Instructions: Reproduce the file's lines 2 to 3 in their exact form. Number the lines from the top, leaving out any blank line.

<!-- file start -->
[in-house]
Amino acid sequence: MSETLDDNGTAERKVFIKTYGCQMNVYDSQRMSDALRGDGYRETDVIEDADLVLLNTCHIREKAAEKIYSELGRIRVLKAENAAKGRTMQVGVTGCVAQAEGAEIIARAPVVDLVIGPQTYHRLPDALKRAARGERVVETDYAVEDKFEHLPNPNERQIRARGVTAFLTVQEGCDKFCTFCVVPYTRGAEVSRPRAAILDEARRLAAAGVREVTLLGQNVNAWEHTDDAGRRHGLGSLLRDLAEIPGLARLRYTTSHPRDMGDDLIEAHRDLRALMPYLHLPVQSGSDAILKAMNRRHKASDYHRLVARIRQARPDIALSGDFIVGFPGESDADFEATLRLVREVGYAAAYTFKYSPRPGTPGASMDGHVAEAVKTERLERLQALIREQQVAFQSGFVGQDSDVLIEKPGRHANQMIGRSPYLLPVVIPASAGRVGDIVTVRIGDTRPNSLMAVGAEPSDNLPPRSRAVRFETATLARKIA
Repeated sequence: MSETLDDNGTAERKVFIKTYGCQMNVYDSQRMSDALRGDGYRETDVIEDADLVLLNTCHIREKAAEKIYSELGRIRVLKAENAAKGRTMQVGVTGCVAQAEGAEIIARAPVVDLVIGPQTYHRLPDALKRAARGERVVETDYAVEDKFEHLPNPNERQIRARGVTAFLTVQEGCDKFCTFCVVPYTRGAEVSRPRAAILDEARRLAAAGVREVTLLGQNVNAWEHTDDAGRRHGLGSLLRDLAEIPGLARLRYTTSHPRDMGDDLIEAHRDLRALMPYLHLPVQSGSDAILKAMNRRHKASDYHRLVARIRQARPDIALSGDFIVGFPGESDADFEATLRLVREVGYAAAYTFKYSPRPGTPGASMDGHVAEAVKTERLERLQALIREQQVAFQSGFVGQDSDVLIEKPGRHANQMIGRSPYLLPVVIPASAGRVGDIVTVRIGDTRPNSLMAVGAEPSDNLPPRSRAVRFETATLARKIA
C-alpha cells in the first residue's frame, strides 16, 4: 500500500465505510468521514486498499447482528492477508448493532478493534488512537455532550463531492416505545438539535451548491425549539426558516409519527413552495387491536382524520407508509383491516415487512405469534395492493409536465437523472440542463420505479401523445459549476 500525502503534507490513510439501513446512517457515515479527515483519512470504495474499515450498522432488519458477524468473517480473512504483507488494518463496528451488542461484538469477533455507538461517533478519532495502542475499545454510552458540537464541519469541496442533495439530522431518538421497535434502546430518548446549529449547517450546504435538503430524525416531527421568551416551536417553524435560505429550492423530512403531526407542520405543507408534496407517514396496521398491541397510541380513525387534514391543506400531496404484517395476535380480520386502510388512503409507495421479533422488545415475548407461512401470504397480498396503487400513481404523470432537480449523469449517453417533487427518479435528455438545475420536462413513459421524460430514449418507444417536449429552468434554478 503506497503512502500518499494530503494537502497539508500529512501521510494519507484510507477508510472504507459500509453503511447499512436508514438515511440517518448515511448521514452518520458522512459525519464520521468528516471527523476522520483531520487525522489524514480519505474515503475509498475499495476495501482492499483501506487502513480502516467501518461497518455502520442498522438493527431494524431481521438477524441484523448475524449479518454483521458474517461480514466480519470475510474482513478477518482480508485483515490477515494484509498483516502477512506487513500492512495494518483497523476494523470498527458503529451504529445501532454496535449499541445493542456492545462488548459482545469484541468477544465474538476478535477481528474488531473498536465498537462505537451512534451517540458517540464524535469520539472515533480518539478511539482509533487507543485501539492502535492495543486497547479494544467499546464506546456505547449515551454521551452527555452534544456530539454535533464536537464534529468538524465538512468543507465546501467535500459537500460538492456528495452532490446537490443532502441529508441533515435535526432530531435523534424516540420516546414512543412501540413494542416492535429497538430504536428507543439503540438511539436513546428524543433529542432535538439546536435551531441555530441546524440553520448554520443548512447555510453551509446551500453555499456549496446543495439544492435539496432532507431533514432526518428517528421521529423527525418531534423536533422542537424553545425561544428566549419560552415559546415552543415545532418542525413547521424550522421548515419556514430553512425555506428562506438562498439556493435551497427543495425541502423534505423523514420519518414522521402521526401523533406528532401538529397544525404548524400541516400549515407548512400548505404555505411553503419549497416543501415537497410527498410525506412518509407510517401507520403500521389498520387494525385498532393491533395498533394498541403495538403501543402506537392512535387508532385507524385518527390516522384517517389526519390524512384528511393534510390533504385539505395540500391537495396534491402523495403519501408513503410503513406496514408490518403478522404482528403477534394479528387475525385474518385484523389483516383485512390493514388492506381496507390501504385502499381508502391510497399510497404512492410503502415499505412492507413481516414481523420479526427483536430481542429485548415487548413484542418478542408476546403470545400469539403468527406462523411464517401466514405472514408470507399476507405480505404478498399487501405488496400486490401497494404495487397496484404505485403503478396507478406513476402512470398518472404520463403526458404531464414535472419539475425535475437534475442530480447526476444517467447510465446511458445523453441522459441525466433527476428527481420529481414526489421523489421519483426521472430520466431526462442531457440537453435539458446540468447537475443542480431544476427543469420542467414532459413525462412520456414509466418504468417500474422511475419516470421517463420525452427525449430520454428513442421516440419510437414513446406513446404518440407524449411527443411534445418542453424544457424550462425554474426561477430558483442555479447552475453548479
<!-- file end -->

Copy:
Amino acid sequence: MSETLDDNGTAERKVFIKTYGCQMNVYDSQRMSDALRGDGYRETDVIEDADLVLLNTCHIREKAAEKIYSELGRIRVLKAENAAKGRTMQVGVTGCVAQAEGAEIIARAPVVDLVIGPQTYHRLPDALKRAARGERVVETDYAVEDKFEHLPNPNERQIRARGVTAFLTVQEGCDKFCTFCVVPYTRGAEVSRPRAAILDEARRLAAAGVREVTLLGQNVNAWEHTDDAGRRHGLGSLLRDLAEIPGLARLRYTTSHPRDMGDDLIEAHRDLRALMPYLHLPVQSGSDAILKAMNRRHKASDYHRLVARIRQARPDIALSGDFIVGFPGESDADFEATLRLVREVGYAAAYTFKYSPRPGTPGASMDGHVAEAVKTERLERLQALIREQQVAFQSGFVGQDSDVLIEKPGRHANQMIGRSPYLLPVVIPASAGRVGDIVTVRIGDTRPNSLMAVGAEPSDNLPPRSRAVRFETATLARKIA
Repeated sequence: MSETLDDNGTAERKVFIKTYGCQMNVYDSQRMSDALRGDGYRETDVIEDADLVLLNTCHIREKAAEKIYSELGRIRVLKAENAAKGRTMQVGVTGCVAQAEGAEIIARAPVVDLVIGPQTYHRLPDALKRAARGERVVETDYAVEDKFEHLPNPNERQIRARGVTAFLTVQEGCDKFCTFCVVPYTRGAEVSRPRAAILDEARRLAAAGVREVTLLGQNVNAWEHTDDAGRRHGLGSLLRDLAEIPGLARLRYTTSHPRDMGDDLIEAHRDLRALMPYLHLPVQSGSDAILKAMNRRHKASDYHRLVARIRQARPDIALSGDFIVGFPGESDADFEATLRLVREVGYAAAYTFKYSPRPGTPGASMDGHVAEAVKTERLERLQALIREQQVAFQSGFVGQDSDVLIEKPGRHANQMIGRSPYLLPVVIPASAGRVGDIVTVRIGDTRPNSLMAVGAEPSDNLPPRSRAVRFETATLARKIA